The Firefly Trail

There has been $12 million of public investment in the trail which currently marked by a trailhead on East Broad Street just below Hickory Street.  This is the route that will travel over the North Oconee River, along the rail bed on the north side of Highway 78 and eventually to Winterville and points south.  As noted above, there will be a requirement that Selig return to the Mayor and Commission with a design to be approved for the connection between their property and the Trail.  Among the requests they have indicated that they will make is for a slope easement, so that a hill comes down from the edge of the structure in the place of what would otherwise be a retaining wall.  The wall would certainly be unsightly, and a slope easement is preferred, but because the details of its design are important, we will ask that the property boundary be an appropriately designed space that serves as an attractive accompaniment to the trail.  Given the width of land between the side of the planned structures and the trail itself, there will be no modification in the ability of the trail to follow the grade of the historic railbed.  Similarly, no change in the Wilkerson Street/North Oconee River flyover will be permitted.  Finally, as noted above, the connection between the Selig project and the Trail via the “plaza” area must be direct and comfortable.

Where do we go from here?

It could not be any clearer that July 2 is not just another night at City Hall, with another planning decision to be made.  Obviously, we are talking about a project the size of two or three full blocks of our downtown cityscape.   There are reasons to be very glad for the code changes of the last twenty years referenced early in this piece.  An earlier iteration of the code would have allowed a development much like the one anchored by Academy Sports on Atlanta Highway, with front yard parking, disconnected outbuildings and myriad possible collisions between cyclists, pedestrians and motorists.  We are fortunate that such a project is no longer possible on this site.  Still, if I had to play amateur architect, I would certainly have designed elements of this differently.  I would have left the structure that now houses the Jittery Joe’s Roaster and the adjacent painted brick cannery building.  These could have served as anchors that reflect the former uses of the site and serve as a place from which the new components would pivot.  Those are not questions that are able to be decided by the Mayor and Commission under existing code, though (recall that “rule of law” business).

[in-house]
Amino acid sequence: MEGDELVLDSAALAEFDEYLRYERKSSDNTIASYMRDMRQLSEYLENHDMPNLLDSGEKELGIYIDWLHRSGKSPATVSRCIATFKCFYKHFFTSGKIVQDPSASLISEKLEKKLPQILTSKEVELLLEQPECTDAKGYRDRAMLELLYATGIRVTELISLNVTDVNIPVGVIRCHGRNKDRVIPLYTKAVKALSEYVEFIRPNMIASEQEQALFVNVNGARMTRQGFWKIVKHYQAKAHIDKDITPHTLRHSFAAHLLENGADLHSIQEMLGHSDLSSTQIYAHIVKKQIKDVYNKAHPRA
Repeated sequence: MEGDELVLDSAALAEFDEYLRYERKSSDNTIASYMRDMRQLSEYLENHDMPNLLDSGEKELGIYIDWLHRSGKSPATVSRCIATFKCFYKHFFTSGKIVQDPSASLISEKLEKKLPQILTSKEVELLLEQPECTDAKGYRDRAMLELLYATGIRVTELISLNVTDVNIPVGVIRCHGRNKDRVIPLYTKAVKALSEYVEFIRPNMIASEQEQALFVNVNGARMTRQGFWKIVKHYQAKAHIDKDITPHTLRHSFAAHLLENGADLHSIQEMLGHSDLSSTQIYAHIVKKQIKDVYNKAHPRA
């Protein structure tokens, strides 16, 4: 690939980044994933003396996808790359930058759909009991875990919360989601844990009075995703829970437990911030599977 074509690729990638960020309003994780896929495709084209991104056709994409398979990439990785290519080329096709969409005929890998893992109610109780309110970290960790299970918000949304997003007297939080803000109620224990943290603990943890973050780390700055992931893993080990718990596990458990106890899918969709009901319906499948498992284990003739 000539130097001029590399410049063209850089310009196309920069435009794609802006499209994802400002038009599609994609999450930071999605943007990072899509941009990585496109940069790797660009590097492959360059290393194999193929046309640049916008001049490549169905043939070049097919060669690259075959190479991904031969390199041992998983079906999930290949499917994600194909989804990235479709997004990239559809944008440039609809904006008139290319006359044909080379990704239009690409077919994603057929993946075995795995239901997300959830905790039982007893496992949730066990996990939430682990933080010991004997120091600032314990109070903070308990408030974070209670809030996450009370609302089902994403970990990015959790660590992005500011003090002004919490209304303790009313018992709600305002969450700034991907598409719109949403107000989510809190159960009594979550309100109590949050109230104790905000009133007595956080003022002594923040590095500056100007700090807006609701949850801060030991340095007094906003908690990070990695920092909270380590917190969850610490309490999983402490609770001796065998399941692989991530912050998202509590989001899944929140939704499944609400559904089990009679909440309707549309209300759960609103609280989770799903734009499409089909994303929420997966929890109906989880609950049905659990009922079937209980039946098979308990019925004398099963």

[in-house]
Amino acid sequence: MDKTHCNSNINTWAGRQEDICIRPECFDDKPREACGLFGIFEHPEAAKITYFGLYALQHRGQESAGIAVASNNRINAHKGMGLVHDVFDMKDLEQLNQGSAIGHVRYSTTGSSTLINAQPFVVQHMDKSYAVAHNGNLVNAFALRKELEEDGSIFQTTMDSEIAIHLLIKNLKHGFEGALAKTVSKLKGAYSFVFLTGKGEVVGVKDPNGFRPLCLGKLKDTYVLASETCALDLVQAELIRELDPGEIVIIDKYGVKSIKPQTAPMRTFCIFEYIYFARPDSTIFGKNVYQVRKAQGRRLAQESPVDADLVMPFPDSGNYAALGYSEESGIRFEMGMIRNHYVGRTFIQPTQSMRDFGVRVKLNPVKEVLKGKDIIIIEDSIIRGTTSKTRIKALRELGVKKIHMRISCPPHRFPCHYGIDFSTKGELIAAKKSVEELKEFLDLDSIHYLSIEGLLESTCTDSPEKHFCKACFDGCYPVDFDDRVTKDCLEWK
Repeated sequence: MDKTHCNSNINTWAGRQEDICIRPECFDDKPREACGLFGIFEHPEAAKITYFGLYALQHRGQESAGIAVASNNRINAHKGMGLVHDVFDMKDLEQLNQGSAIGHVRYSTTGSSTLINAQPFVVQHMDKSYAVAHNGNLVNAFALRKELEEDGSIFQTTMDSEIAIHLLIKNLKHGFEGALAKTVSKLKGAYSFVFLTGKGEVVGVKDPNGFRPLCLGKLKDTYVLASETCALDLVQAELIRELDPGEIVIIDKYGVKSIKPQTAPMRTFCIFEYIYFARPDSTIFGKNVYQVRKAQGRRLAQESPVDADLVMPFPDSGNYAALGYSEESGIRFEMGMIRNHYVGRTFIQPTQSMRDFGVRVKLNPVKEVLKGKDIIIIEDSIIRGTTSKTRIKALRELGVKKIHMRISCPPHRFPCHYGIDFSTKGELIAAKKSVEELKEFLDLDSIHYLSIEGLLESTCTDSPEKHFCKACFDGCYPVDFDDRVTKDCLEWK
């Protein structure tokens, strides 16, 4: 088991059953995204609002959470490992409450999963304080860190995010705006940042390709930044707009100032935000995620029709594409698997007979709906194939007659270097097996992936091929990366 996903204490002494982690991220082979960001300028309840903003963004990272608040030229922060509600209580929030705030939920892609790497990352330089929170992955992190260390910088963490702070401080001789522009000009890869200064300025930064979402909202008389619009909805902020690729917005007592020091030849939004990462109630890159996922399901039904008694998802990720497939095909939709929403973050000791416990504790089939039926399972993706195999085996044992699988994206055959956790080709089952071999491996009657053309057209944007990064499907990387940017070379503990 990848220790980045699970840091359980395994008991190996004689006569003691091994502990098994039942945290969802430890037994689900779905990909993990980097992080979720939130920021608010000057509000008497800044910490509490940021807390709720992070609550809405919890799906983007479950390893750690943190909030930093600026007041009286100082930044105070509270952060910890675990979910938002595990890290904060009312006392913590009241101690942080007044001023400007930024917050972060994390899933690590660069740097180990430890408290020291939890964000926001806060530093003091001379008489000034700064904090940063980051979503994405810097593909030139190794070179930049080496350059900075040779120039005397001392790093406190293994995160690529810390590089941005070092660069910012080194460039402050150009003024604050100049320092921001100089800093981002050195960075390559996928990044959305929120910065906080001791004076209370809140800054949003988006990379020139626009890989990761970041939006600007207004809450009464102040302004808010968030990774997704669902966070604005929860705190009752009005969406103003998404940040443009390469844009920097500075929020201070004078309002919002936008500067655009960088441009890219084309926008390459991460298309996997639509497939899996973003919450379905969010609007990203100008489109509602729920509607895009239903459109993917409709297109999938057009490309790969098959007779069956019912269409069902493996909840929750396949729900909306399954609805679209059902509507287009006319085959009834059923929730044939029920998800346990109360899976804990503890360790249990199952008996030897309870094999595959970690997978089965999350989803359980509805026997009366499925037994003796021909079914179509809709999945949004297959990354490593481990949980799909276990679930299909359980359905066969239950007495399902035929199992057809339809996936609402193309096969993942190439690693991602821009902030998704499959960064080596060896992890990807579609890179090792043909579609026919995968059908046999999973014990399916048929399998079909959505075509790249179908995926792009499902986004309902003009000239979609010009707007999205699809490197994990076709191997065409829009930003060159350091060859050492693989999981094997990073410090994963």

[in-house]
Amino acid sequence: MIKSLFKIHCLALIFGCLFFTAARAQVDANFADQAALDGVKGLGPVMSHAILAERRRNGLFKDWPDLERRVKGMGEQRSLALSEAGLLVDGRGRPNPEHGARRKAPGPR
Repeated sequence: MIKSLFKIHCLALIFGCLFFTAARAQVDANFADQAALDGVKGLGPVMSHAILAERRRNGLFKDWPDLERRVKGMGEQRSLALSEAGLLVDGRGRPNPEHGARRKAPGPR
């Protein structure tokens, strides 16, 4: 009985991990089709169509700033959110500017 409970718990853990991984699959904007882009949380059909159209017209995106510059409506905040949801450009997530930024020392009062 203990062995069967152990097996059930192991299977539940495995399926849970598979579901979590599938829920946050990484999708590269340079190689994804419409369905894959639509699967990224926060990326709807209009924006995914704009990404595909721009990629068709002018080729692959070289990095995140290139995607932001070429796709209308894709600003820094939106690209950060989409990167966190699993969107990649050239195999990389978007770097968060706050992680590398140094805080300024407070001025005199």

One of the interesting things about our current downtown is the diversity of treatment for the exterior of structures – the cornices, the distinct materials, the decorative roof arches.  It just takes a two minute stroll down Clayton or Broad or Washington Streets to admire the funky freshness of having a different aesthetic approach every thirty or forty feet.  That’s what happens after 150 years of with structures constructed by a variety of builders when they change hands, go vacant, get renovated, and have a new business arriving every few years or decades. 

As much as we like it funky in Athens, funky can seem hard to legislate.  However, as policy makers we are compelled to think about the concrete, identifiable component details that lend this sense of place to our town.  Current downtown design requirements that guide Selig building plans do call for a variety of materials to be used and modifications in the façade as you travel down a block.  Looking at the plans, though, it cannot help but be obvious that this is one large project being constructed all at once, rather than via the slow series of parcel-by-parcel transitions that led to our current downtown fabric.   Given this contrast, the Mayor and Commission owe it to everyone in town to look at the component details of our code to ask about these details: whether a greater variety of texture are necessary, whether block lengths should be more tightly managed, whether there should be an overall size limitation on individual uses, and whether there should be less uniformity in height for individual parcels of a certain size.  These and other questions must be explored if we are to have the best possible code for future developments in Athens.